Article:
reaction to seeing your Rockies for the first time. I was gobsmacked.
Seeing your grey spires and blue-white glaciers in person left me
speechless. Between shifts, I spent most of my spare time exploring
you. I even took a mountaineering course so I could become
closer to you.
In winter, I’d return to Ottawa to work. I did this for a few years,
until your call was too strong to pass up. You got under my skin,
so I moved myself west.
Being new to the area, I joined outdoors groups filled with
like-minded people. I made lifelong friends on your trails. You
also opened a world of possibilities. I’ve explored your Adirondack,
Himalaya, Tatra and Andes cousins. Each mountain range looks
different, but despite the continental divides, you share something
in common: the power to lift my mood, rejuvenate me, challenge
me and deepen my connection to the natural world.
But you haven’t had it easy. You provide so much — clean air,
water, leisure, refuge for species, spiritual benefits, just as a start —
yet I sometimes forget that despite being massive and strong, you’re
still vulnerable to development and the effects of climate change.
For all that you’ve given me, here’s what I promise to give back to
you: you’ll never become “wallpaper” to my eyes. I’ll always marvel at
the light that plays upon your ridgetops. I’ll fiercely defend my belief
that you look prettier with snow, and more formidable without. I’ll continue
to seek you out when I need to clear my head and raise my heart
rate. I’ll respect your temperaments and your weather. I’ll give space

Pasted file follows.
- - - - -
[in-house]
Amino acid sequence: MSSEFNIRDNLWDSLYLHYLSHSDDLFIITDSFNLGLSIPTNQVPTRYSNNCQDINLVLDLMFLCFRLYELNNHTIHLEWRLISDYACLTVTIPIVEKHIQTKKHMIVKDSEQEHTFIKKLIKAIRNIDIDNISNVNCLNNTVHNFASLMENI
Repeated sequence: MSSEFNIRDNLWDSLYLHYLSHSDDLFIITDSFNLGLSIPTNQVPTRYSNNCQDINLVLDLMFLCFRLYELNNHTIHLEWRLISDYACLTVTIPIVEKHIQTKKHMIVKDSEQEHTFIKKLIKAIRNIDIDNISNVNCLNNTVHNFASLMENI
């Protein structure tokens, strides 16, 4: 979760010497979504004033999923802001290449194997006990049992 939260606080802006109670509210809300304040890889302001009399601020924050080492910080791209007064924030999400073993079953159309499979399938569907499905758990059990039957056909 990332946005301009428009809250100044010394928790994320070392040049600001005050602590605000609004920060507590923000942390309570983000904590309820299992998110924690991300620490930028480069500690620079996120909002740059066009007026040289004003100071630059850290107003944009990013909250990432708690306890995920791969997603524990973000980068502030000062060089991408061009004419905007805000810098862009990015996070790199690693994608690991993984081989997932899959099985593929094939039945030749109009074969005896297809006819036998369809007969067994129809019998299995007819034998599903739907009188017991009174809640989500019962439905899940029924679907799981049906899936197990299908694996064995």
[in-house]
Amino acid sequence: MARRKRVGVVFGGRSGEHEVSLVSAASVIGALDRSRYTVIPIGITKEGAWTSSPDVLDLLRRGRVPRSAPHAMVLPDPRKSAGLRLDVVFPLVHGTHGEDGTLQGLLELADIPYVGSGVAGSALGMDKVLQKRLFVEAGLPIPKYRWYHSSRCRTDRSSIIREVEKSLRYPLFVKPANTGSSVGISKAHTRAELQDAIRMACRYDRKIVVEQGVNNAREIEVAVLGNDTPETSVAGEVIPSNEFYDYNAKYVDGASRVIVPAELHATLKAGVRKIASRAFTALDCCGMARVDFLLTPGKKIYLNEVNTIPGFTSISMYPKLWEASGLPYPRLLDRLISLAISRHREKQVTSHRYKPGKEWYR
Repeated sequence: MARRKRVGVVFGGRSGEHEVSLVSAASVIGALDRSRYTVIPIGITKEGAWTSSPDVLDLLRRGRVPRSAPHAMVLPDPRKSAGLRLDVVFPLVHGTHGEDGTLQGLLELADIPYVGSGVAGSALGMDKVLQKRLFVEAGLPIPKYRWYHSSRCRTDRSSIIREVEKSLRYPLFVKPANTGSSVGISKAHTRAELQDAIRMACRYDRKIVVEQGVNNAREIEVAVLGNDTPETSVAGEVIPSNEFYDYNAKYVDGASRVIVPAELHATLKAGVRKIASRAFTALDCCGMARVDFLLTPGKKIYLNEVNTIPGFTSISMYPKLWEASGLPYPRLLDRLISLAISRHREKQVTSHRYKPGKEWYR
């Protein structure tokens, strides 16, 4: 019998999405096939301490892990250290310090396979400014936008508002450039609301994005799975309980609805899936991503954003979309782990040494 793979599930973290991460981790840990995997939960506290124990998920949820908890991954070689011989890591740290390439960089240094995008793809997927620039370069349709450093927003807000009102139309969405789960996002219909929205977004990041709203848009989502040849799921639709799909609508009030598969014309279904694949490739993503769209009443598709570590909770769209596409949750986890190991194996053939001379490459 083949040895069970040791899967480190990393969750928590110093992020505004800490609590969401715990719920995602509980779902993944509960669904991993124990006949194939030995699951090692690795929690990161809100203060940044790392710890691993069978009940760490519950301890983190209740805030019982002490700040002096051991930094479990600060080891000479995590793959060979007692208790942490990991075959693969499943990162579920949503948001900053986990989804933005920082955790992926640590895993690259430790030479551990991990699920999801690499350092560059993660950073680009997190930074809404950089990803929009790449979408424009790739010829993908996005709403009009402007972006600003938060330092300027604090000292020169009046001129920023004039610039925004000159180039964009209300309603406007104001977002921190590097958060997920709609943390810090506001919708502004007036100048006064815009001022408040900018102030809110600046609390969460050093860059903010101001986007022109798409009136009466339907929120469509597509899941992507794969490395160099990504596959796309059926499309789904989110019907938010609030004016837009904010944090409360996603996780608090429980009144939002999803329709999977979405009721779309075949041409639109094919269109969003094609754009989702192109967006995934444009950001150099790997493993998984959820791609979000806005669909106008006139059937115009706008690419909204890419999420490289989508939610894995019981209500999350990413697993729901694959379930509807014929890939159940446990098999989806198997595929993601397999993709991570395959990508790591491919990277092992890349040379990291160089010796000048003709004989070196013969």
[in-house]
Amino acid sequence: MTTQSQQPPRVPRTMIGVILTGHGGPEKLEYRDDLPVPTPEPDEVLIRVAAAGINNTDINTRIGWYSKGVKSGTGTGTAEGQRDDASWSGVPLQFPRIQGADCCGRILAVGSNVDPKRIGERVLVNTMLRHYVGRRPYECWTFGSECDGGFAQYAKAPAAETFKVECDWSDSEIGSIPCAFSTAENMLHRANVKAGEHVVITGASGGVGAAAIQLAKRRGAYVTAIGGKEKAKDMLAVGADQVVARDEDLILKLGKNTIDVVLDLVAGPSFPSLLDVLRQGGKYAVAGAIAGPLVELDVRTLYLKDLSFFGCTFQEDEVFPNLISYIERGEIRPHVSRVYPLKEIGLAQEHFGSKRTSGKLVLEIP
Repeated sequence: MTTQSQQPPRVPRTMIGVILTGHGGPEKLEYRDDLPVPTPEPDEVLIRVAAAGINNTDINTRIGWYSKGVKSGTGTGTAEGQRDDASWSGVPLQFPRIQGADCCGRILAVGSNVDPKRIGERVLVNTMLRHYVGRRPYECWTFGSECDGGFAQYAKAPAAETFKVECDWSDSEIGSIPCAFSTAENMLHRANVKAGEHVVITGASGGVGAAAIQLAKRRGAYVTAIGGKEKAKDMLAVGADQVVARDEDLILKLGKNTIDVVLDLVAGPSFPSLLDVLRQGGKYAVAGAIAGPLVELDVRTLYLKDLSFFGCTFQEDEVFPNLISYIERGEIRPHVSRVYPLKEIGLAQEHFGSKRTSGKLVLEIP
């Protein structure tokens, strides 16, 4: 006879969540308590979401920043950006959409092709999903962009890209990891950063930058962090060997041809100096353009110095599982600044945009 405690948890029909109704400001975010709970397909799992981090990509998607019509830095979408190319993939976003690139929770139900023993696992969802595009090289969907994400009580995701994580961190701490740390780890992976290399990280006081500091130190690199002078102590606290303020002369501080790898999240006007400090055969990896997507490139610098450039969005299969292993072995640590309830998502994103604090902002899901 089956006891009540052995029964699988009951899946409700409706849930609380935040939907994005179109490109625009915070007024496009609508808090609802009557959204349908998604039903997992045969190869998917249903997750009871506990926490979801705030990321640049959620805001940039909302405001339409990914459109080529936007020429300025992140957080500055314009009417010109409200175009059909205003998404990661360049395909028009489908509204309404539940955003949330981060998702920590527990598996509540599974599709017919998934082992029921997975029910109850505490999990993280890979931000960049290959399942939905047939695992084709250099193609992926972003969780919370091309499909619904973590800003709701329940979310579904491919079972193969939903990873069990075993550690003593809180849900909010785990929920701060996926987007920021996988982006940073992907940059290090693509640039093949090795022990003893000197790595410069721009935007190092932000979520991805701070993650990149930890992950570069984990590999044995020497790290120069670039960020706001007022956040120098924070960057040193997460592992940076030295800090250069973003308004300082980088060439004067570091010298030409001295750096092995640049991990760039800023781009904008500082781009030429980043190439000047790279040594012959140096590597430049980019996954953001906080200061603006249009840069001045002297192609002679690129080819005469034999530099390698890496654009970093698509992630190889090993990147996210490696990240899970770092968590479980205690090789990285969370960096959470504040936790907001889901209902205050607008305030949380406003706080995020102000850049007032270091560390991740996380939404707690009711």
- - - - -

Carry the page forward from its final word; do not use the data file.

to the animals that live on you. I will always remember that it is a privilege
to experience the awe of your vistas. And I’ll do my best to ensure
others treat you well and with the care and respect you deserve.
Thank you, and keep up the good work.
18 SUMMER 2022 natureconservancy.ca
Your passion for Canada’s natural spaces defines your life; now it can define
your legacy. With a gift in your Will to the Nature Conservancy of Canada,
no matter the size, you can help protect our most vulnerable habitats and the
wildlife that live there. For today, for tomorrow and for generations to come.
Order your free Legacy Information Booklet today.
Call Marcella at 1-877-231-3552 x 2276 or visit DefineYourLegacy.ca
Swift fox pups, southern Saskatchewan
Today, less than 20 per cent of Saskatchewan’s
native grasslands remain intact. But thanks
to your support, 629 hectares of endangered
grasslands and wetlands at the Lonetree Lake
property have been protected. Many private
donors also contributed to the conservation of
Lonetree Lake, including members of the Field of
Dreams Facebook Group, initiated by University
of Regina professor Marc Spooner. What started
with Spooner’s question, “What should we do
with our Saskatchewan Government Insurance
rebates?” expanded into something incredible.
The group raised $103,500 toward protecting
the vibrant habitat found at Lonetree Lake.
Hastings Wildlife Junction, ON
TOP TO BOTTOM: JOHN E. MARRIOTT; MIKE DEMBECK.
in southern Ontario
The 8,000-hectare Hastings Wildlife Junction will
play a critical role in lessening the impacts of
climate change and biodiversity loss. Located at
the junctions of the Algonquin to Adirondacks
and The Land Between corridors, a project of
this magnitude and ecological significance is
staggeringly rare in southern Ontario, where so
much of the land is converted for development.
Thank you for all you do for nature in Canada!